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by Andrew Learmonth
10 June 2021
Ex MSP says transgender tribunal verdict a vindication for  'thousands of women who have been cancelled for expressing an opinion'

Ex MSP says transgender tribunal verdict a vindication for 'thousands of women who have been cancelled for expressing an opinion'

A woman who lost her job with a think tank after saying sex cannot be changed has won an appeal against an employment tribunal.

The result was described as a “landmark judgement” by the SNP’s Joanna Cherry.

The former SNP MSP Joan McAlpine said it was vindication for the “thousands of women who have been cancelled for expressing an opinion, however respectfully.”

In 2018, Maya Forstater posted a number of tweets on sex and gender, including her opposition to planned reforms of the Gender Recognition Act (GRA) to allow trans people to self-identify and legally transition from the gender assigned to them at birth without a medical diagnosis.

“I don’t think being a woman/female is a matter of identity or womanly feelings,” she said in one post.

“What I am so surprised at is that smart people who I admire ... are tying themselves in knots to avoid saying the truth that men cannot change into women,” she added.

Her contract as a tax expert with the think tank Centre for Global Development (CGD), was not renewed in 2019 after a number of her colleagues complained.

She then took her employer to an employment tribunal, arguing that her beliefs should be legally protected.

However, employment judge James Tayler dismissed her case in December 2019, saying she was “absolutist in her view of sex” and it was “not worthy of respect in a democractic society”.

On Thursday, High Court judge Mr Justice Chowdhury said the original tribunal had "erred in law".

He said that while some may find Forstater’s comments “profoundly offensive and even distressing" they "must be tolerated in a pluralist society".

However, the judge did add in the ruling that: "This judgment does not mean that those with gender-critical beliefs can 'mis-gender' trans persons with impunity.

"The claimant, like everyone else, will continue to be subject to the prohibitions on discrimination and harassment that apply to everyone else."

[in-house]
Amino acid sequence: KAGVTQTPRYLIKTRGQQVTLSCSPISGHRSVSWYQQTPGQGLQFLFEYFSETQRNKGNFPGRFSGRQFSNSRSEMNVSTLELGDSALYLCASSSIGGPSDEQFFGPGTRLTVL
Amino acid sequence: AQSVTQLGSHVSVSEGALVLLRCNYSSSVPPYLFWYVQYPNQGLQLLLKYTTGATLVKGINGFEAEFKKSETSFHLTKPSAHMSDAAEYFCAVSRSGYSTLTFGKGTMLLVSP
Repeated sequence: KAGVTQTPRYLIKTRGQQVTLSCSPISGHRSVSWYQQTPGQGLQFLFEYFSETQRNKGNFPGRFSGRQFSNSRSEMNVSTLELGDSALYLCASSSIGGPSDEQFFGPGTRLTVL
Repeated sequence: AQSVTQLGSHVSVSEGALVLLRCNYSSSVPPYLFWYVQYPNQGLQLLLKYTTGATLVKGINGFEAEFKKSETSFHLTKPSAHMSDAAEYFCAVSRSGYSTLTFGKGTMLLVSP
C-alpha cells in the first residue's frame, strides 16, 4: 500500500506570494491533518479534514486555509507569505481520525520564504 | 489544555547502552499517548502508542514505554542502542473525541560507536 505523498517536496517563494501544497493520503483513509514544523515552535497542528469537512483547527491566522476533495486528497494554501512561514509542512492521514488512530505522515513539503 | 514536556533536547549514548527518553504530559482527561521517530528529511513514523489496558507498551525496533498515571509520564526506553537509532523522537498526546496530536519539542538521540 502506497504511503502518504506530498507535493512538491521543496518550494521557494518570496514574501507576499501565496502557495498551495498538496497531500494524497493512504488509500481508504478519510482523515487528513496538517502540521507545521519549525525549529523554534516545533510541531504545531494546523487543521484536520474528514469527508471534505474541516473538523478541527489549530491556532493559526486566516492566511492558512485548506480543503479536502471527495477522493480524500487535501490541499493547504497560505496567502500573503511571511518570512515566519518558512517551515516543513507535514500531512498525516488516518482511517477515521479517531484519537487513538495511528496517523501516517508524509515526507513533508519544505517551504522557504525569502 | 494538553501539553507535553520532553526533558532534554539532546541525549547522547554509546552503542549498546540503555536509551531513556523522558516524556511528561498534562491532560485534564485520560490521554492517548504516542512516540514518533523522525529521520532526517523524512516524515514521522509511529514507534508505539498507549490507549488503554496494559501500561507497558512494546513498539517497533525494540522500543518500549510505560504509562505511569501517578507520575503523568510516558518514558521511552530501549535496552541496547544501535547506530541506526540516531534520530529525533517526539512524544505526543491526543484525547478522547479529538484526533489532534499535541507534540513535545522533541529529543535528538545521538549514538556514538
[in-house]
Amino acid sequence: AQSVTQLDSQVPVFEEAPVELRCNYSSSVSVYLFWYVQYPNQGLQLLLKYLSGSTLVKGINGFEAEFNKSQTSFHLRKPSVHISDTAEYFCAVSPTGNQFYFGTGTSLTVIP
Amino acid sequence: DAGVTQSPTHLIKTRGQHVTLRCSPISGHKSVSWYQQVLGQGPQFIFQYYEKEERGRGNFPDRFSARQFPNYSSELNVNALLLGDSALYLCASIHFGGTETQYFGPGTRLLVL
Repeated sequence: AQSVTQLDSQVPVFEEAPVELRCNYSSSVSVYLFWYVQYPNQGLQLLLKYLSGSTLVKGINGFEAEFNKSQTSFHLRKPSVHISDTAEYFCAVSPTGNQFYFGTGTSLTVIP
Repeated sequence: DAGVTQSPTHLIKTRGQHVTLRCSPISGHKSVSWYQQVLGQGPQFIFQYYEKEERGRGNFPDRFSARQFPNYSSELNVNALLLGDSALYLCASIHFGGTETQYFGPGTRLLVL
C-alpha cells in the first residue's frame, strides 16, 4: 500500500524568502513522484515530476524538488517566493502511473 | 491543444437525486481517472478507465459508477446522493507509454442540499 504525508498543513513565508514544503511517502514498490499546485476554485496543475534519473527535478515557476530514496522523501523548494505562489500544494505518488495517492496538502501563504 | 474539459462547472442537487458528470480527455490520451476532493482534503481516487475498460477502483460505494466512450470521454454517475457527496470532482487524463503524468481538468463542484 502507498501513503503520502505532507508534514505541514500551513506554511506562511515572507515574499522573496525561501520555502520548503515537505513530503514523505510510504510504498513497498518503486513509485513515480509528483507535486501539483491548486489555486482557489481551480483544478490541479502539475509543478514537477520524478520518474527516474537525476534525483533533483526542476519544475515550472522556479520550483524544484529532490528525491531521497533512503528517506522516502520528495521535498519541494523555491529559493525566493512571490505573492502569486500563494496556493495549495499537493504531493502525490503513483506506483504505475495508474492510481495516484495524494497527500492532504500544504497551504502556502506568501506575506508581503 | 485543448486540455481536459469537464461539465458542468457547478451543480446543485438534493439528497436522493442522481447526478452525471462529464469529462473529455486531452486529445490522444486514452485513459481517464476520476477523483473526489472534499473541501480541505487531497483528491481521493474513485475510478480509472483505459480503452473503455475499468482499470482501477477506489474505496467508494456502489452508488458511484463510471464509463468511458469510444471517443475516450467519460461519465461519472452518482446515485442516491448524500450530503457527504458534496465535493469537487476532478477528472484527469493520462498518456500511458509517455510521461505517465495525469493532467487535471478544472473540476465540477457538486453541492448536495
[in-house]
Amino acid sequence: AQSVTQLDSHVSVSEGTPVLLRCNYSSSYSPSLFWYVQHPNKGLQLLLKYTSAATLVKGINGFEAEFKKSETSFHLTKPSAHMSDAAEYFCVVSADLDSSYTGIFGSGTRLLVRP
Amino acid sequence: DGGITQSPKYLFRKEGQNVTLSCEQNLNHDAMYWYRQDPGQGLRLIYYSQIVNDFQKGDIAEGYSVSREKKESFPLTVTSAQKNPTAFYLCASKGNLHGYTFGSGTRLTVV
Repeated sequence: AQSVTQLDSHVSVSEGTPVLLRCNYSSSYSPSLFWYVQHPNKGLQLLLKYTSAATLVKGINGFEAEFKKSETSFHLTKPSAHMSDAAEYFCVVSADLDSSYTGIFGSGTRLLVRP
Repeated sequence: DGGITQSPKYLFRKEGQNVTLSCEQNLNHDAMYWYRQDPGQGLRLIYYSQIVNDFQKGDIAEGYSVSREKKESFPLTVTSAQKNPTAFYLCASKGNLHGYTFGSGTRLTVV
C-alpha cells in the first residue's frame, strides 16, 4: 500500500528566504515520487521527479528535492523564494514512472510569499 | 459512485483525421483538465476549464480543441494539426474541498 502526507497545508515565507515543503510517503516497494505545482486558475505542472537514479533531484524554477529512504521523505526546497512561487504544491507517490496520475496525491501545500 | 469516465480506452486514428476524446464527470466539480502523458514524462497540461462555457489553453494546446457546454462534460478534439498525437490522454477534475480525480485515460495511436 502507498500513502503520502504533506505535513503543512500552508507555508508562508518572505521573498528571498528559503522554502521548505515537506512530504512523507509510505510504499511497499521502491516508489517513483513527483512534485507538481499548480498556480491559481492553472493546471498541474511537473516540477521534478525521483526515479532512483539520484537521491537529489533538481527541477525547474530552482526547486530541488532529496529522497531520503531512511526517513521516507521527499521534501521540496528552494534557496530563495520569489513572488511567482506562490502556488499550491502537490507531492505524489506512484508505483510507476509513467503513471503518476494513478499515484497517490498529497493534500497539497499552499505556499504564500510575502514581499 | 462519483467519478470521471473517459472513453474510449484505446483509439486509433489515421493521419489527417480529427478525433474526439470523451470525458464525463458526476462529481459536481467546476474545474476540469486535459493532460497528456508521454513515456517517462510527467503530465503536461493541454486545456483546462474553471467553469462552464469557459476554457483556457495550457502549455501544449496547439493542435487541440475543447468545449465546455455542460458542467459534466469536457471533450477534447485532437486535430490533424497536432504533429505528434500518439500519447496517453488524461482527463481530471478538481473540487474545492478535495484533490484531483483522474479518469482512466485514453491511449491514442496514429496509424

He admitted that "some trans persons will be disappointed by this judgment", adding that he did "not agree" that it would "create a 'two-tier' system between natal (cisgender - when your gender identity matches the one you were assigned at birth) women and trans women, with some trans women fearing that it will give licence to people seeking to harass them".

After the verdict was handed down on Friday morning, Forstater said: "I am delighted to have been vindicated. I lost my job simply for expressing a view that is true and important, and held by the great majority of people in this country: sex matters.

"Being a woman is a material reality. It is not a costume or a feeling. Institutions that pretend sex doesn't matter become hostile places for women, in particular.

"After this judgment, employers and service-providers that ignore sex and silence women who object, need to consider whether they are acting unlawfully, and the substantial legal risks they face if they do not change their approach."

Joanna Cherry tweeted: “This landmark judgment means that #gendercritical women & men will have a potential remedy under the #EqualityAct if they are discriminated against, harassed or victimised on account of their beliefs by employers, service providers & membership organisations.”

The former SNP MSP Joan McAlpine tweeted: “Enormously significant judgement for feminism and free speech today in ⁦@MForstater⁩ case. Women who believe sex is real and question gender identity beliefs are protected under the Equality Act. Well done everybody who supported #istandwithmaya.

She added: “As someone who has been maligned and misrepresented simply for stating sex is real, I am enormously relieved by this judgement not just for @MForstater but for thousands of women who have been cancelled for expressing an opinion, however respectfully.

“It’s now for those people in positions of power to think carefully about their failure to stand up to intolerance - or why they stood by when women were attacked and misrepresented by online mobs - some, sadly, whipped up by publicly funded organisations and public figures

“My activity in this area was through the work of my parliamentary committee examining how sex was defined in the census - I also FACILITATED DEBATE by holding meetings in parliament to discuss sex and gender - for this I was subject to unacceptable abuse &  false accusations”.

Amanda Glassman, executive vice president of CGD, said: "The decision is disappointing and surprising because we believe Judge Tayler got it right when he found this type of offensive speech causes harm to trans people, and therefore could not be protected under the Equality Act.

"Today's decision is a step backwards for inclusivity and equality for all. We're currently considering the various paths forward with our lawyers."

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Read the most recent article written by Andrew Learmonth - Miners' Pardon: 'I knew I had done nothing wrong'

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